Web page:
Lottery Duty and exemptions

Lottery Duty is a 12 per cent duty on taking a chance or ticket in a lottery promoted in the UK.


Exemptions from Lottery Duty include the following:

  • Incidental non-commercial lotteries – commonly held at charity fund raising events, such as a bazaar, a fete, sporting or athletic event, dinner, etc. This will cover lottery tickets sold at football club annual dinners, Brownie fundraising events, etc.
    • They must be promoted wholly for a purpose other than private gain.
    • No more than £500 can be used from the proceeds of the lottery to buy prizes, but the value of donated prizes has no limit.
    • Tickets must only be sold and the results announced in each case at the event and while the event is taking place.
    • Similarly, no more than £100 can be used from the proceeds to pay for organising the lottery
  • Small society lotteries – this is a lottery promoted wholly on behalf of a society established and conducted for charitable purposes, for the purpose of enabling participation in, or of supporting, sport, athletics or a cultural activity, or for any other non-commercial purpose other than that of private gain.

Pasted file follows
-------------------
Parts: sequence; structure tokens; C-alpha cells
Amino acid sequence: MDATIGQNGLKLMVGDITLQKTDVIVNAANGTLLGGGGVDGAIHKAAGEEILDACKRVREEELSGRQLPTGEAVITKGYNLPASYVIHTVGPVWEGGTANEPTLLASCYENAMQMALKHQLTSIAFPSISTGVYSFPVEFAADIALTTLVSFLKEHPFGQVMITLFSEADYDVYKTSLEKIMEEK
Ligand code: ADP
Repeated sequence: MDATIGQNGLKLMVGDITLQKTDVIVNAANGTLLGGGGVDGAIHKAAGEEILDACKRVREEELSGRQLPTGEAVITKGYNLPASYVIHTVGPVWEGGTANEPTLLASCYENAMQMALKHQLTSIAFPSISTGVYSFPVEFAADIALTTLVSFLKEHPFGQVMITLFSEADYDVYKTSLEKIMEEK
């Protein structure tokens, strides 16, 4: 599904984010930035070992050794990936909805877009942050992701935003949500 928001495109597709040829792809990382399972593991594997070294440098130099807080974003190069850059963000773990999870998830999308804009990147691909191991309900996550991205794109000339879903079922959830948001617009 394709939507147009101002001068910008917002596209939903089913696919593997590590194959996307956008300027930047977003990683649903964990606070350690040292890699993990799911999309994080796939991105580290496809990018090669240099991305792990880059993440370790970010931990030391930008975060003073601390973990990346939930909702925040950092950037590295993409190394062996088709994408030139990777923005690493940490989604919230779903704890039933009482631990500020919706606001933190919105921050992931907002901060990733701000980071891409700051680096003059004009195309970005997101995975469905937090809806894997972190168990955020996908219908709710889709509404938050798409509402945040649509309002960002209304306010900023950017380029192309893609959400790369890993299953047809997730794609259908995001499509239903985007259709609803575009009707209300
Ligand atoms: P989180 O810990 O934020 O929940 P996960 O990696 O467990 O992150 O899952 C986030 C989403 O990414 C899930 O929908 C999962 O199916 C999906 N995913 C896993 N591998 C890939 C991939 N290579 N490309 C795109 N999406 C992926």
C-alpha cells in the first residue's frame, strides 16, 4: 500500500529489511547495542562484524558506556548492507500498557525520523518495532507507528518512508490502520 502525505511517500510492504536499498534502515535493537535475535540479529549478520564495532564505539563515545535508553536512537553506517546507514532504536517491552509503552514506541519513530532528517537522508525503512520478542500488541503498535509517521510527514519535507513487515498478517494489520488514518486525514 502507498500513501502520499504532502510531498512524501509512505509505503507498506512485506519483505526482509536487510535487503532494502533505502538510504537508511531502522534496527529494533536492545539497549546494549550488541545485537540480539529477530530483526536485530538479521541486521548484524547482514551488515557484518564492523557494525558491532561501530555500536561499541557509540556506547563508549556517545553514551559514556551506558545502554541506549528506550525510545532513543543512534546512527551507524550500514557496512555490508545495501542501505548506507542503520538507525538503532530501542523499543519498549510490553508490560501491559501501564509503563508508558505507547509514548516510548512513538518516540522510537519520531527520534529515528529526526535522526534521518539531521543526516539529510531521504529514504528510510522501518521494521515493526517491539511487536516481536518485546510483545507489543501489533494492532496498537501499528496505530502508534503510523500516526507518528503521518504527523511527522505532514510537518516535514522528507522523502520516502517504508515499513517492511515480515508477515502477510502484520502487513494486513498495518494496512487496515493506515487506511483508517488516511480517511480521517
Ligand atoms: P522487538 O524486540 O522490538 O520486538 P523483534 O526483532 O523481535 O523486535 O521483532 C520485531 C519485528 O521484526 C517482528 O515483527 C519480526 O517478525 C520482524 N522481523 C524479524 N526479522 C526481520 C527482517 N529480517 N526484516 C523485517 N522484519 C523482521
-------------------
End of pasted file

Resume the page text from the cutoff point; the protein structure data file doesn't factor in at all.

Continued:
• This is subject to various conditions set out in the Gambling Act 2005, such as the proceeds cannot be more than £20,000, and at least 20 per cent of the proceeds of the lottery are applied to a purpose for which the society is conducted.

Licensing and registration

These types of lottery do not need a Gambling Commission license.

A small society lottery must be registered with the local authority in the area where the society’s principal premises are situated, and the licensee must comply with various regulatory procedures e.g. within three months of the last day of any lottery draw taking place, the licensee must send to the local authority a statement/return showing such particulars as arrangements for the lottery, the proceeds of the lottery and amounts deducted by the promoters.

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